Pure Poetry #29: Sylvia Plath is Depressing

Pure Poetry Week(s):

#1 – 2/23/2011 – Intro & Def Poetry Jam, by Riese
#2 – 2/23/2011 – Eileen Myles, by Carmen
#3 – 2/23/2011 – Anis Mojgani, by Crystal
#4 – 2/24/2011 – Andrea Gibson, by Carmen & Katrina/KC Danger
#5 – 2/25/2011 – Leonard Cohen, by Crystal
#6 – 2/25/2011 – Staceyann Chin, by Carmen
#7 – 2/25/2011 – e.e. cummings, by Intern Emily
#8 – 2/27/2011 – Louise Glück, by Lindsay
#9 – 2/28/2011 – Shel Silverstein, by Intern Lily & Guest
#10 – 2/28/2011 – Michelle Tea, by Laneia
#11 – 2/28/2011 – Saul Williams, by Katrina Chicklett Danger
#12 – 3/2/2011 – Maya Angelou, by Laneia
#13 – 3/4/2011 – Jack Spicer, by Riese
#14 – 3/5/2011 – Diane DiPrima, by Sady Doyle
#15 – 3/6/2011 – Pablo Neruda, by Intern Laura
#16 – 3/7/2011 – Vanessa Hidary, by Lindsay
#17 – 3/7/2011 – Adrienne Rich, by Taylor
#18 – 3/8/2011 – Raymond Carver, by Riese
#19 – 3/9/2011 – Rock WILK, by Gabrielle
#20 – 3/9/2011 – Veronica Franco, by Queerie Bradshaw
#22 – 3/12/2011 – William Carlos Williams & Robert Creeley, by Becky
#23 – 3/13/2011 – NSFW Sunday is Pure Poetry Edition, by Riese
#24 – 3/14/2011 – Charles Bukowski, by Intern Emily
#25 – 3/16/2011 – Rainer Maria Rilke, by Riese
#26 – 3/17/2011 – Lee Harwood by Mari
#27 – 3/18/2011 – Jeffrey McDaniel by Julieanne
#28 – 3/20/2011 – Dorothy Porter by Julia
#29 – 3/21/2011 – Sylvia Plath, by Riese


I hated legendary depressive Sylvia Plath from approximately the date of my introduction to Sylvia Plath (September, 1997) until almost exactly ten years later (September, 2007). She was just putting it all out there, you know? The vast, vacant depths of sadness, and how lonely but intimate that kind of consistent, inexplicable otherness could feel.

I am vertical
But I would rather be horizontal.
-i am vertical-

It was just out there, like you opened your front door and there was Sylvia Plath, crying on your porch with her hair messed up. Or so I figured, from skimming Ariel.

They call it “confessional poetry.” Which sounds so indulgent.


A Brief Biography of Sylvia Plath


Sylvia Plath was born in 1932 in Massachusetts, and started writing right away at the age of 11. Sylvia Plath’s father died whe she was only 8. She attempted suicide while an undergrad at Smith College but still managed to graduate and go on to Cambridge with a scholarship. There she met Ted Hughes, who she later married, and who later left her for another woman. Plath published her most famous book of poems, Ariel, around this time. In 1963 she published The Bell Jar, a semi-autobiographical novel, under a pseudonym. That same year, at the age of 30, she stuck her head in the oven and died by suicide.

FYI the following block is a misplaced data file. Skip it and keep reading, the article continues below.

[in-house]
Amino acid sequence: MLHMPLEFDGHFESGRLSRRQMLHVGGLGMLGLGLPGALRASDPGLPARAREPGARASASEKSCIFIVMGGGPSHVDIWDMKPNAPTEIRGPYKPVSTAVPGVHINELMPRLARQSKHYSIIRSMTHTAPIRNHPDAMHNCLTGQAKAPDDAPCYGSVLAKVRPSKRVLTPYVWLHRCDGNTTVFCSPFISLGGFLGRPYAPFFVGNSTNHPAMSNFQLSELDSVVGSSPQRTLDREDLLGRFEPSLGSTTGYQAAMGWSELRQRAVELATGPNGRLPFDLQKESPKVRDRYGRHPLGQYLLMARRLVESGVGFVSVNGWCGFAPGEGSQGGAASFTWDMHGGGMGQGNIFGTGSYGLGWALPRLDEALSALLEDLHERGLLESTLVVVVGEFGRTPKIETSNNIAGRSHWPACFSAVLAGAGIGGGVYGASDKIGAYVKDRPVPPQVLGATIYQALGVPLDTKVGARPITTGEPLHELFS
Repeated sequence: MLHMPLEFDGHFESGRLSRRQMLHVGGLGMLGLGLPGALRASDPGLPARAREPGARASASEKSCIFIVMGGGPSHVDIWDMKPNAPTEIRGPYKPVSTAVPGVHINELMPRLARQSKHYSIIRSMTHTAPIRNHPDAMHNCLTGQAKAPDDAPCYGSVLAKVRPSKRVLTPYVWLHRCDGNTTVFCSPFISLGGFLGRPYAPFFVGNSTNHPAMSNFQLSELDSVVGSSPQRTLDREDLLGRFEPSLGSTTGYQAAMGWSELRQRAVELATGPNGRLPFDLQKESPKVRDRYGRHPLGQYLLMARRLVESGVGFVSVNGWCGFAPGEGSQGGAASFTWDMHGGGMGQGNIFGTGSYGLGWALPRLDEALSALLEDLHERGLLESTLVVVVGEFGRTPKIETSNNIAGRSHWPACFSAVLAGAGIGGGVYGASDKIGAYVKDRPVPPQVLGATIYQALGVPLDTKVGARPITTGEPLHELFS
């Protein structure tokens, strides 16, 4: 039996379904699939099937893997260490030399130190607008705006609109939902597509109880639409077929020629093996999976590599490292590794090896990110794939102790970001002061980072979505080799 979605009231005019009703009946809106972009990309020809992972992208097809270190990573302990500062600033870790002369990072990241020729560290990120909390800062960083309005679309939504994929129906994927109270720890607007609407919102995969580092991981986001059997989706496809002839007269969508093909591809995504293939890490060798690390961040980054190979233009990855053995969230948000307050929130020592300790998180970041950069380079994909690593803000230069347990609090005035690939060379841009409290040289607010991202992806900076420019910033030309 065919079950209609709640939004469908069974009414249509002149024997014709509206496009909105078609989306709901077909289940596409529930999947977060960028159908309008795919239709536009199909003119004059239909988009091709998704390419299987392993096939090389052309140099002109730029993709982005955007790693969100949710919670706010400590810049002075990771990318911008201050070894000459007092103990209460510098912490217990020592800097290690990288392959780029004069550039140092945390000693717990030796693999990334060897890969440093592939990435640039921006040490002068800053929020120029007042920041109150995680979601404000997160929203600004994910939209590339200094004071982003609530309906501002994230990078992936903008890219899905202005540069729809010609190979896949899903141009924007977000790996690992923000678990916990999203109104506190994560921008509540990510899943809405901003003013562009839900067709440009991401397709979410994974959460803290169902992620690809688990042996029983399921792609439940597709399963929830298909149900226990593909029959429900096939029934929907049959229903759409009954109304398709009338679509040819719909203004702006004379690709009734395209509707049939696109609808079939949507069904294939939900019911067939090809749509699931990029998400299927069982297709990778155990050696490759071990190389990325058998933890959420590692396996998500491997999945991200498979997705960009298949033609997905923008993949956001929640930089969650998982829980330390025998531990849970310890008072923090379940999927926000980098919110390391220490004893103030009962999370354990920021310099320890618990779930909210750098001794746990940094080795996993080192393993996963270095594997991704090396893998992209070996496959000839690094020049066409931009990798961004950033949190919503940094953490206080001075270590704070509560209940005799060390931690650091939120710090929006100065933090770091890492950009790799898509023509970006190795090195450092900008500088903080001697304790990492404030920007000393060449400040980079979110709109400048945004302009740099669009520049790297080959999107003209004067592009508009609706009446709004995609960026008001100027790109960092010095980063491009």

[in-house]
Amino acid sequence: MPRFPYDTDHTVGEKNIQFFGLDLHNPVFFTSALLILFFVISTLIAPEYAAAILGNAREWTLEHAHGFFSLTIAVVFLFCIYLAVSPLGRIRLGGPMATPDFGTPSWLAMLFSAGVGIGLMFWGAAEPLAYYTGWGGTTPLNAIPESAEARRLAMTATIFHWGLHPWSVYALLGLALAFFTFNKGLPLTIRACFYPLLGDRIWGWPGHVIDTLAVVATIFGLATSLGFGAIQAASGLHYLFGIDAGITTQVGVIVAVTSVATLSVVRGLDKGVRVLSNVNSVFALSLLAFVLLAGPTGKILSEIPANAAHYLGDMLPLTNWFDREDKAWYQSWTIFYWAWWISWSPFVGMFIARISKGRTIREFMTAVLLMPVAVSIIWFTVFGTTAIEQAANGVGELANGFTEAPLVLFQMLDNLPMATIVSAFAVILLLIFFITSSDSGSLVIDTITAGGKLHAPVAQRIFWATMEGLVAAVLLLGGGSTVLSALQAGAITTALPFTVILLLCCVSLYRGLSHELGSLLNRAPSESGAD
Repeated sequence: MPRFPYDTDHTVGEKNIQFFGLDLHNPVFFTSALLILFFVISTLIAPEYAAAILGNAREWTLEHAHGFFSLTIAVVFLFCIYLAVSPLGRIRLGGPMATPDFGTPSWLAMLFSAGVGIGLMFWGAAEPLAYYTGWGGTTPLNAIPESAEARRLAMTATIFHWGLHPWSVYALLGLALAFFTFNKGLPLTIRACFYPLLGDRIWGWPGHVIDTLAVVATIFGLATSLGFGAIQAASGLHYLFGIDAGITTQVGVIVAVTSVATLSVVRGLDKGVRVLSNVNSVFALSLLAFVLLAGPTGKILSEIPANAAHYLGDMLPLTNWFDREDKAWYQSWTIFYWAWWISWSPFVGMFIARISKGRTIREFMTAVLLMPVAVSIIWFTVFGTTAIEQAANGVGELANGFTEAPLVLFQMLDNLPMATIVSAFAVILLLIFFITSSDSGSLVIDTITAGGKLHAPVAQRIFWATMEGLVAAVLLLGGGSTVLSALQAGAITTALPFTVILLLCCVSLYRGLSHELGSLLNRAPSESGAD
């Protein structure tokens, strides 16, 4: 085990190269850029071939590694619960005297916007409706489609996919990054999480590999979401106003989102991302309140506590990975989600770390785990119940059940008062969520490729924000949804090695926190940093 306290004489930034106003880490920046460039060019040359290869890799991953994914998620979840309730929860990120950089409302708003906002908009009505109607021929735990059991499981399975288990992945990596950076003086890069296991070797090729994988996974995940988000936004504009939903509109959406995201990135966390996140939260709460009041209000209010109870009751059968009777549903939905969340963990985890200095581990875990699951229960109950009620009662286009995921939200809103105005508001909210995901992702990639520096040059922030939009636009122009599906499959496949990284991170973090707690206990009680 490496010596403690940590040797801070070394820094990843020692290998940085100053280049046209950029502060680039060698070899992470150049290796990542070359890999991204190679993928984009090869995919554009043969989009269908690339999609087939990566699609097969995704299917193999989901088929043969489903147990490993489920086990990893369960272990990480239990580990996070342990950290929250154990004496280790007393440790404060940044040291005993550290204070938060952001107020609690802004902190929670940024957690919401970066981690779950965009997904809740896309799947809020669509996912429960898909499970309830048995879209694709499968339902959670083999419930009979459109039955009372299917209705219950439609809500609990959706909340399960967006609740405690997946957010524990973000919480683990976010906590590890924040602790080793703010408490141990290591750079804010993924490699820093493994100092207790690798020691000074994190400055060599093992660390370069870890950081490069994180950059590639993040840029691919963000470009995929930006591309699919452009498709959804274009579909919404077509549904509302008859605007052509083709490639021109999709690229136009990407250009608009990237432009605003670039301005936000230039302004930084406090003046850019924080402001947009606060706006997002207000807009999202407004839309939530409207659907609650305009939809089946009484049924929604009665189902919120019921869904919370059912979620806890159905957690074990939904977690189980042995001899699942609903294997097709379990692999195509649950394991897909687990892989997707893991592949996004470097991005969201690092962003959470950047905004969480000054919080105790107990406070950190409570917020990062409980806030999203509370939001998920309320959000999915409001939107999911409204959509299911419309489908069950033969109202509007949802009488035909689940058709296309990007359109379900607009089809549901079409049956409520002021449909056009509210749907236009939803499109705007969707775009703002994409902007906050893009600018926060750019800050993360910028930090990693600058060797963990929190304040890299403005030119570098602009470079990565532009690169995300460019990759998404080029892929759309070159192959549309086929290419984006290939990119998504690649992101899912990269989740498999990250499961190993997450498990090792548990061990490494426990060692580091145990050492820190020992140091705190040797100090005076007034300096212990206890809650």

End of Biography


“I always expect lips to curl whenever I dare to mention that my favourite poet is Sylvia Plath. There seems to be an expectation that you have to be an intense adolescent girl to really appreciate Plath.”
– poet Helen Kitson, Envoi Magazine


I blame myself, mostly, for my hatred of Sylvia Plath, but really honestly I blame “Amber,” my first roommate at boarding school.

Within 24 hours of meeting Amber, she’d informed me — and really anyone within earshot — that she’d tried to commit suicide three times, that her father, a well-respected doctor, beat her, and that she’d had sex with four guys. Her present boyfriend, an alum of our school who seemed to be using Amber as an excuse to never grow up/leave campus, was one of those guys who always wears shorts, even in the winter. He was a “shorts guy. ” Amber decorated the wall around her bed with quotes of things she herself had said. She called them “Amberisms.”

Within 24 days of our meeting, Amber still didn’t know anything about me. She never asked. Eventually it came up that my Dad had died two years prior but she was shockingly unaffected and quickly returned to her own narrative. My resentment of her was tempered by sympathy, but then overruled by aggravation and then taken hostage by self-loathing.

I shut my eyes and all the world drops dead;
I lift my lids and all is born again.
(I think I made you up inside my head.)
-mad girls love song-

The thing is, she put it all out there, you know? Amber did. Like she hadn’t gotten the memo that grunge was over and Kurt Cobain was dead and we’d all decided to be happy now.

It works, there is nothing wrong with it.
You have a hole, it’s a poultice.
You have an eye, it’s an image.
My boy, it’s your last resort.
Will you marry it, marry it, marry it.
-the applicant-

Amber had read Ariel cover-to-cover within hours of picking it up for our Poetry workshop and LOVED IT. I felt I didn’t actually have to read Sylvia Plath to LOATHE her because I was regularly forced to read and evaluate poems inspired by Sylvia Plath, composed by Amber, with titles like “Fade to Black” and “Locked in the Bathroom.”

I was ten when they buried you.
At twenty I tried to die
And get back, back, back to you.
I thought even the bones would do.
But they pulled me out of the sack,
And they stuck me together with glue.